The iconoclastic, bisexual and D.C.-reared vocalist and bassist returns home for a Kennedy Center concert paying tribute to Nina Simone. Ndegeocello will draw from her 2012 release Pour Une Ame Souveraine: A Dedication to Nina Simone, which featured a selection of songs the legendary Simone either wrote or performed, including “Feeling Good” and “Don’t Let Me Be Misunderstood.” Ndegeocello revamped the songs into her brooding, lower-register contemplative style, which can take a couple listens to fully appreciate. “I wanted to carry on her [legacy],” Ndegeocello told Metro Weekly after the set’s release. “What she did so well was take standards or songs from writers and make them her own [so they] become the definitive version …. You have to put something of yourself into it.” Saturday, May 13, at 8 and 10 p.m. Kennedy Center Atrium. Tickets are $35 to $55. Call 202-467-4600 or visit

Singer-songwriter Mike Hadreas has cited Rufus Wainwright as a key influence on his work, and you hear it in the flamboyance and drama of the music he makes as Perfume Genius. It’s a brash approach that might have seemed jarring just a year or so ago, but now is more welcome than ever in the queer-antagonistic Trump era. The 35-year-old with a penchant for lipstick and jungle red nail polish may be our most unapologetic, unabashedly gay artist to date, and his work, including new album No Shape, is defined by his own exploration of self. “I grew up my whole life thinking about my anxieties and my insecurities, thinking that the things that happened to me made me a wounded person,” Hadreas told Metro Weekly a few years ago. “[I learned] you can be a nervous, weird, tiny, feminine man and be a fuckin’ badass. It doesn’t need to be solved for you to be okay.” Monday, May 15. Doors at 6 p.m. 9:30 Club, 815 V St. NW. Tickets are $21. Call 202-265-0930 or visit

Before the 142nd running of the Preakness Stakes comes music, this year headlined by one of Nashville’s newest superstars, Sam Hunt, and young German electronic-dance music producer Zedd on the Mug Stage. The smaller DeKuyper Stage will feature Baltimore’s own Good Charlotte, the Nashville duos Locash and High Valley. Saturday, May 20. Starting at 7 a.m. Pimlico Race Course, 5201 Park Heights Ave., Baltimore. Tickets are $100 in advance, or $110 day-of, or $155 for access to new The Mug & Vine Lounge with separate bar, private restrooms and picnic lounge. Call 877-206-8042 or visit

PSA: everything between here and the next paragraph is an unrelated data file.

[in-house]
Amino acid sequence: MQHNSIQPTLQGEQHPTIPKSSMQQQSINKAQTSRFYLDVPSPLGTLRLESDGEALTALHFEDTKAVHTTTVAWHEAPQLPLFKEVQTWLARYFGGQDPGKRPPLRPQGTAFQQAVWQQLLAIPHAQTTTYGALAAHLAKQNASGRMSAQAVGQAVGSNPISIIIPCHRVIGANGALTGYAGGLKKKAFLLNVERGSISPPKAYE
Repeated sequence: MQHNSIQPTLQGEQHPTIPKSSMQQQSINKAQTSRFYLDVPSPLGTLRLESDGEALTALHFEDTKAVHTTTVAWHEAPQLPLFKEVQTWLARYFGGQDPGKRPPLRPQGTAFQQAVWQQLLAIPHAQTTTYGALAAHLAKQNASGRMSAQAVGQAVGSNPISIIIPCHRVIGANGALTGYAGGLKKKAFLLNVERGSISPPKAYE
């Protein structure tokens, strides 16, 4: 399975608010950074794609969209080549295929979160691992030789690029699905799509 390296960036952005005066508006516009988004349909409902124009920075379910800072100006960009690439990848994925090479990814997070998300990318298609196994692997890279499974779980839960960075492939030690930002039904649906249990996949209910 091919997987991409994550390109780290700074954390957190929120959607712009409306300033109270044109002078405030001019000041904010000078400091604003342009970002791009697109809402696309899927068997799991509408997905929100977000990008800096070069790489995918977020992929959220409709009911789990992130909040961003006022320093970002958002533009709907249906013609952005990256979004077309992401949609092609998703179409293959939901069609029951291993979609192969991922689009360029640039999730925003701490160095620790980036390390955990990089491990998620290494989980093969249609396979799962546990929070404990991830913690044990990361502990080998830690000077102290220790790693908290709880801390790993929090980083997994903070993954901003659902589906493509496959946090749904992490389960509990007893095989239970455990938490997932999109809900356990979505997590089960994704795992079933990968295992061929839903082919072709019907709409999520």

Recent Signature Theatre performers Mark G. Meadows (Jelly’s Last Jam), Nick Lehan (Titanic) and Shayna Blass (Freaky Friday) perform the hits of multi-talented pop piano-playing singer-songwriters Elton John, Billy Joel, Stevie Wonder, and Ray Charles, to name four. Tickets are sold out for next week’s run except for an added matinee on Saturday, May 13, at 2 p.m. Signature Theatre, 4200 Campbell Ave., Arlington. Tickets $35. Call 703-820-9771 or visit

Over the past few years, singer Amelia Meath and producer Nick Sanborn have made some of the quirkiest and smartest pop music around, an electro-acoustic blend of tribal chants and folk melodies often unbridled, unhinged, sometimes even unadorned, and held together by spare, naturalistic production with accents from electronic/dance music. And the duo has never sounded more riveting or better than on What Now. The just-released sophomore set focuses on the dualities of life, love and progress — from the highest highs to the down-and-outs, the fleeting joys and lingering anxieties that come with impermanence. To hear them live, you’ll have to make a jaunt to Baltimore next week, since Sylvan Esso’s shows at the 9:30 Club later this month sold out almost as soon as they went on sale. Tuesday, May 16, at 8 p.m. Ram’s Head Live!, 20 Market Place, Baltimore. Tickets are $25. Call 410-244-1131 or visit

Five D.C. public schools commit to boosting arts education through an initiative guiding development of individual strategic plans and providing access to Kennedy Center resources. The Kennedy Center also highlights each of the five institution’s artistic achievements through a free, weeklong concert series. The schedule is: Woodrow Wilson High School’s Concert Choir, Women’s Choir, Vocal Jazz Ensemble and the Wilson Singers, on Monday, May 15; Columbia Heights Educational Campus featuring the Lincoln Middle School Band, CHEC Orchestra, CHEC Concert Band and the CHEC Choir, on Tuesday, May 16; School Without Walls and its Stage Band and Concert Choir on Wednesday, May 17; Barnard Elementary School and its celebration of the artistic contributions of Africans and African Americans on Thursday, May 18; and a showcase of talented area high school scholarship winners of the Reston Chapter of Links, Inc. and Washington, D.C. Chapter of Society Inc, on Friday, May 19. All shows at 6 p.m. Millennium Stage. Free. Call 202-467-4600 or visit